Speaking to Express on Monday, Paik said, “This is first-its-kind facility that we would be setting up in India with an emphasis on capacity-building of the students to convert their ideas into business models and later patenting them also. This way we would be channelising the interest of students to the betterment of the community,” he further said. The MIT team would help as patrons and mentors for the students. An MoU would also be signed between the two universities in this regard, he added.

    Paik and his colleagues from MIT and University of California have been camping at VIT, to judge the ‘Makeathon 2014’ in which around 450 students had participated.

    VIT Vice-Chancellor Dr V Raju said that 34 judges and 47 mentors were involved in the selection of the best prototypes of products developed by the students in 36 hours of non-stop work. A total of 28 teams had worked on healthcare, 18 on automation, 21 on energy and 10 on media science-related products. According to him, the programme was the brainchild of the creation lab that has been set up at VIT to encourage students to find simple solutions to compelling problems affecting society. VIT vice-president Sekar Viswanathan, while handing over prizes to the winning teams at a function held on Monday, said, “We need to encourage students to think freely. The traditional education system did not do this. Universities must promote free thinking by the students and VIT had already taken a lead in this direction.”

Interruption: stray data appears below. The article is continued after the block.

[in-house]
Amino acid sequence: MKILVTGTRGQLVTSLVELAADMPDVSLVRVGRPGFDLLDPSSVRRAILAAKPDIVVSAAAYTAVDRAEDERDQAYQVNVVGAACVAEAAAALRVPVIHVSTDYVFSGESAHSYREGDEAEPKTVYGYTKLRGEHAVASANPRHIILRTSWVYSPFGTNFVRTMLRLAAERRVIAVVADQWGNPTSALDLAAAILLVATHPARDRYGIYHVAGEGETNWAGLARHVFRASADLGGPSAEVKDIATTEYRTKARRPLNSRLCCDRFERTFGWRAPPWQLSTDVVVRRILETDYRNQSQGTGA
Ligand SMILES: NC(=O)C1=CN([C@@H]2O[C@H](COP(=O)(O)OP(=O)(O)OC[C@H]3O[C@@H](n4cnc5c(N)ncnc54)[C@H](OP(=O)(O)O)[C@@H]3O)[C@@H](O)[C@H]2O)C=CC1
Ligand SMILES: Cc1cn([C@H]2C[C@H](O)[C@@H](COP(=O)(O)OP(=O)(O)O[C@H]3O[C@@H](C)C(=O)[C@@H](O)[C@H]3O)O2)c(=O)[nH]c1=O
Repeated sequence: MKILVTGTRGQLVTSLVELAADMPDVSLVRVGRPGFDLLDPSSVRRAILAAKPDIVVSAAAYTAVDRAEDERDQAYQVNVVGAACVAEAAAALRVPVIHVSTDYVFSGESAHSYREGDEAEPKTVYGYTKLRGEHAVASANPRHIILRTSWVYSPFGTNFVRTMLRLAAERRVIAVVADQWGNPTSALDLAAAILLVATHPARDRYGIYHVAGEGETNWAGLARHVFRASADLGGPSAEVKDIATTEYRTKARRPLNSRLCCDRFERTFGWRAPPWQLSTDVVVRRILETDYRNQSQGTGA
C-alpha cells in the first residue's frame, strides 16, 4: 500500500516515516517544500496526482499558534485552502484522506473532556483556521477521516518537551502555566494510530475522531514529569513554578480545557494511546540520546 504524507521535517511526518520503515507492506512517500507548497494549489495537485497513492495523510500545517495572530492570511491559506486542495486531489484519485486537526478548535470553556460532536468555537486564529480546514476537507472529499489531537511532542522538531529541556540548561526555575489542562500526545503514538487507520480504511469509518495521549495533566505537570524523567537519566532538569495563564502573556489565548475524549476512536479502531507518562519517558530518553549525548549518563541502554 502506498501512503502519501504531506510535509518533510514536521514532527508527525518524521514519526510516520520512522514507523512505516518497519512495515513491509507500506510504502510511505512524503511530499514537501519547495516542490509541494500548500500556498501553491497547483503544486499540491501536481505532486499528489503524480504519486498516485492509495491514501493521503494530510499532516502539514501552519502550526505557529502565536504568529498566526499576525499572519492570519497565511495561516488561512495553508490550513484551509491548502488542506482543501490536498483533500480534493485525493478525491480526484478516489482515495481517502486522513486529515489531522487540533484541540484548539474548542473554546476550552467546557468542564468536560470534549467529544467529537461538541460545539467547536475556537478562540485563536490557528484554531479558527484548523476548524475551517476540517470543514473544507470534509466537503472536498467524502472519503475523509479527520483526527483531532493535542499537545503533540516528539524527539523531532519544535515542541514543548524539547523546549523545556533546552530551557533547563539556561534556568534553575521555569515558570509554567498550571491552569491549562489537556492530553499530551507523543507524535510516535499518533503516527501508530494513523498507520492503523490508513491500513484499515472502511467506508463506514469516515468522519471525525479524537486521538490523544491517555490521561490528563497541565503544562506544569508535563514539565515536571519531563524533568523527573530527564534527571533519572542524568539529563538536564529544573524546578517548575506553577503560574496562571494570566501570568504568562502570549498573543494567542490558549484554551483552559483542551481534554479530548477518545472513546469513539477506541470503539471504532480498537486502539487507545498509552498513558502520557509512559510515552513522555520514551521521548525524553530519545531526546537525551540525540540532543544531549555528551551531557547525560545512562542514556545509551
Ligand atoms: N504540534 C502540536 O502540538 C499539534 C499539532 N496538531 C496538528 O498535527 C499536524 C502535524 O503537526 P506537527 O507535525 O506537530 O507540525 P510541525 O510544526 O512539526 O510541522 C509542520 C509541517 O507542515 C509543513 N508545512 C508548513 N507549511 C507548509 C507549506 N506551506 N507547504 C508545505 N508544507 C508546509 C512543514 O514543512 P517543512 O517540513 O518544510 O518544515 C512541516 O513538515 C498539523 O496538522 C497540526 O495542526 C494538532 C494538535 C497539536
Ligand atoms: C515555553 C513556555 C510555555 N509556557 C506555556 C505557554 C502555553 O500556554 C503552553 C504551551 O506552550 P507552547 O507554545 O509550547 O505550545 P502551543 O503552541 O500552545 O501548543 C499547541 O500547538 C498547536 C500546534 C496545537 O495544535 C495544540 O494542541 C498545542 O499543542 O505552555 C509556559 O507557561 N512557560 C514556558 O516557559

VIT Chancellor G Viswanthan, while appreciating the students’ efforts, said VITA had been a trend setter and the Fully Flexible Credit System (FFCS) that was introduced by VIT four years ago was being introduced by IIT- Khargpur this year.

    Jay Patravali, a third year student of VIT, who had received an award at the Makeathon for developing software to enable robots  communicate was upbeat with his idea. He said this software would have wide application in healthcare sector to help a surgeon to perform a surgery with the help of robots.

    Sankalp and his team received an award for developing a low-cost Braille printer using any language.

    Omkar and his team had developed a cranking portable mobilephone charger while Junwar and his team were awarded for developing an acupressure pad that could activate particular organs in the body.